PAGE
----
Most of the stars in our galaxy orbit galactic center at a fairly moderate pace. Our Sun, for example, strolls along at about 220 km/s, or a bit under 500,000 mph. That might sound fast, but it isn’t nearly fast enough to escape the gravity of our galaxy. Instead it simply orbits the galaxy once every 240 million years.
There are stars with enough speed to escape the Milky Way’s gravity. Either due to a close encounter with another star, or perhaps a flyby of a black hole, the star gains enough speed to escape the Milky Way. It is a process known as evaporation. Astronomers have searched for these hypervelocity stars, but most of the efforts have focused on looking for high radial velocities.
Radial velocity is the motion of a star toward or away from us, and can be determined by the Doppler shift of starlight. Measuring radial velocity is fairly straightforward, but to have a high radial velocity the hypervelocity star would need to be moving in the general direction of our line of sight, which isn’t very likely.
In general, a star’s motion can be determine by its radial velocity and what is known as proper motion. Proper motion is the apparent motion of a star across the sky, and it is much more difficult to measure. But a new paper in the Astrophysical Journal (arxiv version) has looked at the radial and proper motion of stars, and has found 20 candidate hypervelocity stars.1 Some of these have speeds approaching 600 km/s (1.3 million mph), which is much higher than the speeds necessary to escape the galaxy.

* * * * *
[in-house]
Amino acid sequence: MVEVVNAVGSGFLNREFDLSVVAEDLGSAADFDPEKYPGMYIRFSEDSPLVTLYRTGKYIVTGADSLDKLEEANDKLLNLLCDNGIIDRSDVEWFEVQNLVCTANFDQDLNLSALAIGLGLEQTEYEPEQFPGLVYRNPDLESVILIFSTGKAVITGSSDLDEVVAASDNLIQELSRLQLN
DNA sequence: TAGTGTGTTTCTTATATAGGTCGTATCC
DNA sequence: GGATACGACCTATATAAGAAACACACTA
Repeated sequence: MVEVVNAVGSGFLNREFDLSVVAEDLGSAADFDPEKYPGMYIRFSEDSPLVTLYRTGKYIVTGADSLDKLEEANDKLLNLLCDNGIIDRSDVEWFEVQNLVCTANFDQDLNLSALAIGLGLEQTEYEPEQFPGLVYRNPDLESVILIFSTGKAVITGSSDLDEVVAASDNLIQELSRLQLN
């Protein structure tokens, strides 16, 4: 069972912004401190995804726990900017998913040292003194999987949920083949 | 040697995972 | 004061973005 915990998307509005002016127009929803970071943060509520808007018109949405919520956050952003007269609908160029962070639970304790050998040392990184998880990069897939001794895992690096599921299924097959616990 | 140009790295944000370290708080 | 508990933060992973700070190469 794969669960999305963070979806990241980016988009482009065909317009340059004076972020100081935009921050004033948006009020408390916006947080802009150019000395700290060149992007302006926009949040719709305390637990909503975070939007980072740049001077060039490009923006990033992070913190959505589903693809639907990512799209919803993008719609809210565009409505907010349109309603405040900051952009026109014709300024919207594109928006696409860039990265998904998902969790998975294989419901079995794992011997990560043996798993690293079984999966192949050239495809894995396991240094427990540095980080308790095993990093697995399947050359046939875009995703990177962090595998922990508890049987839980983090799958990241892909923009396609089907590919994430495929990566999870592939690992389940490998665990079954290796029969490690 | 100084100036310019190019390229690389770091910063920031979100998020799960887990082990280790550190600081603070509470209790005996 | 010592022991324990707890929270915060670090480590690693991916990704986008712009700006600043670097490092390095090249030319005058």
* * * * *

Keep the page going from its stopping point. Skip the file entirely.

What’s particularly interesting about these stars is that they are not the type of star you would expect to be a hypervelocity star. To get this kind of speed you need some mechanism to transfer a great deal of energy to the star’s motion. One way this can happen is for a binary pair to come close to the supermassive black hole in the center of our galaxy. During a close approach, one member of a binary can gain speed by at the cost of its companion. The companion gets captured by the black hole, while the other star gains tremendous speed. But this type of star would be speeding away from the center of our galaxy, and these are not. They also are Sun-like, rather than the bright blue stars that occupy the central region of our galaxy.
There is another possibility, and that is that the measurement of the proper motions of these stars are not as large as they appear. They’ve only been observed for a short time, so its possible that the stars are moving more slowly than they appear. The authors of the paper did some statistical analysis to show that these results are likely correct, but further observations will nail their speeds down even more.
So it seems we have an interesting mystery. How did some of these Sun-like stars get such tremendous speeds? At this point, we’re not really sure.
Palladino, Lauren E., et al. “Hypervelocity star candidates in the SEGUE G and K dwarf sample.” The Astrophysical Journal 780.1 (2013): 7. ↩︎